The State has a special interest in protecting women against employment contracts which through poor working conditions, long hours or scant wages may leave them inadequately supported and undermine their health; because:

(1) The health of women is peculiarly related to the vigor of the race;

(2) Women are especially liable to be overreached and exploited by unscrupulous employers.…

  1. How did this decision define liberty?
  2. How did this decision define the due process necessary to deprive someone of their freedom to choose to enter into a contract?
  3. In this context, how should “reasonable” be understood?


U.S. v. Carolene Products, Footnote 4 (1938)

Even in the absence of [reports of legislative committees revealing the rationale of the legislation], the existence of facts supporting the legislative judgment is to be presumed, for regulatory legislation affecting ordinary commercial transactions is not to be pronounced unconstitutional unless, in the light of the facts made known or generally assumed, it is of such a character as to preclude the assumption that it rests upon some rational basis within the knowledge and experience of the legislators.4

Footnote 4

There may be narrower scope for operation of the presumption of constitutionality when legislation appears on its face to be within a specific prohibition of the Constitution, such as those of the first ten amendments, which are deemed equally specific when held to be embraced within the Fourteenth.…

[We do not need to] enquire whether similar considerations enter into the review of statutes directed at particular religious, or national, or racial minorities: whether prejudice against discrete and insular minorities may be a special condition, which tends seriously to curtail the operation of those political processes ordinarily to be relied upon to protect minorities, and which may call for a correspondingly more searching judicial inquiry.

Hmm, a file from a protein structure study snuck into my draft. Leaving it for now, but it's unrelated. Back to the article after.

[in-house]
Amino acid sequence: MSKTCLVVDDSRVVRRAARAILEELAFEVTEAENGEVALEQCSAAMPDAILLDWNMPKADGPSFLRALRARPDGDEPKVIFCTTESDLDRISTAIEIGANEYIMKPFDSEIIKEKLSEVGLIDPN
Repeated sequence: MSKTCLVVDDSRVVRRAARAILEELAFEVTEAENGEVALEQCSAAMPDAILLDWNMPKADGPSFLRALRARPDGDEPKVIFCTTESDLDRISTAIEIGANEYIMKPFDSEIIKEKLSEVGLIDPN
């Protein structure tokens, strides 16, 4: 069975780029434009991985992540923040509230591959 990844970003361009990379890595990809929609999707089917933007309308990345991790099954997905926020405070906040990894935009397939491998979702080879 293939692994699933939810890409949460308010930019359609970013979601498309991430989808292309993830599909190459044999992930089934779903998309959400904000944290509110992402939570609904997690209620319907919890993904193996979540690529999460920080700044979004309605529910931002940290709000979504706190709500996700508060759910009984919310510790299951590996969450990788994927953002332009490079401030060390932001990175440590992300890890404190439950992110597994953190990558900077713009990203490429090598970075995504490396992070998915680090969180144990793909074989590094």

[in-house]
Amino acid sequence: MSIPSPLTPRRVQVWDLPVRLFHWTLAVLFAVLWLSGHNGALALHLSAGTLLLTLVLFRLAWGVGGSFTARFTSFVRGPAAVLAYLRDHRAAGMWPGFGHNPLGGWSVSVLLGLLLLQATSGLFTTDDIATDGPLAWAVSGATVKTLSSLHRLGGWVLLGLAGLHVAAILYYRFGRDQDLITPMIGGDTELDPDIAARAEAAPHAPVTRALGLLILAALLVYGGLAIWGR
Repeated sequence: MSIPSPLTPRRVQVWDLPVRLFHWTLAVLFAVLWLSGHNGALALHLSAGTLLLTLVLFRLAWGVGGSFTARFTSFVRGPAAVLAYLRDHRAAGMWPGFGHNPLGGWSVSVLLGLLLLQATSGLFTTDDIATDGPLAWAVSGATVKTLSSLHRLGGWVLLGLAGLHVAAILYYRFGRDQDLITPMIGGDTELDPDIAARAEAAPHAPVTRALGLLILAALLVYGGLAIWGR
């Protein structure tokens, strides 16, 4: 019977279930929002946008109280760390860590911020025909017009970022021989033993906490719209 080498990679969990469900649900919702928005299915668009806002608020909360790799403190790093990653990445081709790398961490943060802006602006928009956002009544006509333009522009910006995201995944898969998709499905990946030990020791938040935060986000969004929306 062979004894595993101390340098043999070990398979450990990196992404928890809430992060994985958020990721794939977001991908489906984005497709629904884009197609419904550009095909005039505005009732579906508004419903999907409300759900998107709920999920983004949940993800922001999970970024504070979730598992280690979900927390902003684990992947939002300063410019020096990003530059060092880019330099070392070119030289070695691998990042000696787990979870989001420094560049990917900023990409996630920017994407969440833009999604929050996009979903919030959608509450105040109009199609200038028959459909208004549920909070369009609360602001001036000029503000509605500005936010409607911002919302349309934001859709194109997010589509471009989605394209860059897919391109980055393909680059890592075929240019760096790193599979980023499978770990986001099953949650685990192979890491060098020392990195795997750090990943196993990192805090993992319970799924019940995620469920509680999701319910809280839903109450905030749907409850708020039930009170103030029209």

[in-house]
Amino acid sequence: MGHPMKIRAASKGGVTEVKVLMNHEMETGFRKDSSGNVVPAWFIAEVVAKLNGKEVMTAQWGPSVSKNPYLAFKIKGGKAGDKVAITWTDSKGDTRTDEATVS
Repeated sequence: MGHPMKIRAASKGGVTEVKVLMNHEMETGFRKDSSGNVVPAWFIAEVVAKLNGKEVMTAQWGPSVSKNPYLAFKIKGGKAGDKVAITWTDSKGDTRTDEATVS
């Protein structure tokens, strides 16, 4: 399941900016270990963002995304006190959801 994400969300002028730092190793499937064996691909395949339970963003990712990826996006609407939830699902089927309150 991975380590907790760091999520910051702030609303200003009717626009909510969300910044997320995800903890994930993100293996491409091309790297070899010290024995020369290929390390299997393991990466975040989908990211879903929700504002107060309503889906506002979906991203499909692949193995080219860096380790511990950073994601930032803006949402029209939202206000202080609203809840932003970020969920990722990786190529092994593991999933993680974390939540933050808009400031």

1. According to this ruling, what should the Supreme Court generally presume about laws passed by Congress that affect commercial transactions?
  2. How, if at all, did Footnote 4 clarify the body of the ruling?
  3. Was the Court right to distinguish between types of rights? Explain.
  4. Does Footnote 4 of Carolene Products prove the Federalists right about the dangers of listing certain rights at the end of the Constitution, or was the footnote consistent with the Constitution and the goal of protecting liberty?


Griswold v. Connecticut (1964), Majority Opinion 

We do not sit as a super-legislature to determine the wisdom, need, and propriety of laws that touch economic problems, business affairs, or social conditions. This law [banning the sale of birth control to married couples], however, operates directly on an intimate relation of husband and wife and their physician’s role in one aspect of that relation.

By Pierce v. Society of Sisters (Document H), the right to educate one’s children as one chooses is made applicable to the States by the force of the First and Fourteenth Amendments. By Meyer v. Nebraska (Document G), the same dignity is given the right to study the German language in a private school. …The right of freedom of speech and press includes not only the right to utter or to print, but the right to distribute, the right to receive, the right to read, and freedom of inquiry, freedom of thought, and freedom to teach. Without those peripheral rights, the specific rights would be less secure. And so we reaffirm the principle of the Pierce and the Meyer cases….

[Many] cases suggest that specific guarantees in the Bill of Rights have penumbras, formed by emanations from those guarantees that help give them life and substance.

  1. How did this decision define liberty?
  2. Why do you think the Court notes that it does not judge the wisdom of laws touching on economic problems, business affairs, or social conditions?
  3. What do you think the Court means by “Without those peripheral rights, the specific rights would be less secure”?
  4. What do you think the Court meant by “penumbras, formed by emanations”? Are these equal to enumerations? Explain.


Lawrence v. Texas (2002), Majority Opinion

Liberty protects the person from unwarranted government intrusions into a dwelling or other private places. In our tradition the State is not omnipresent in the home. And there are other spheres of our lives and existence, outside the home, where the State should not be a dominant presence. Freedom extends beyond spatial bounds. Liberty presumes an autonomy of self that includes freedom of thought, belief, expression, and certain intimate conduct.

  1. How did this decision define liberty?
  2. What types of rights were not listed in the definition?

DIRECTIONS: Read the Case Background and Key Question. Then analyze the Documents provided. Finally, answer the Key Question in a well-organized essay that incorporates your interpretations of the Documents as well as your own knowledge of history


  • Inalienable rights
  • Liberty
  • Limited government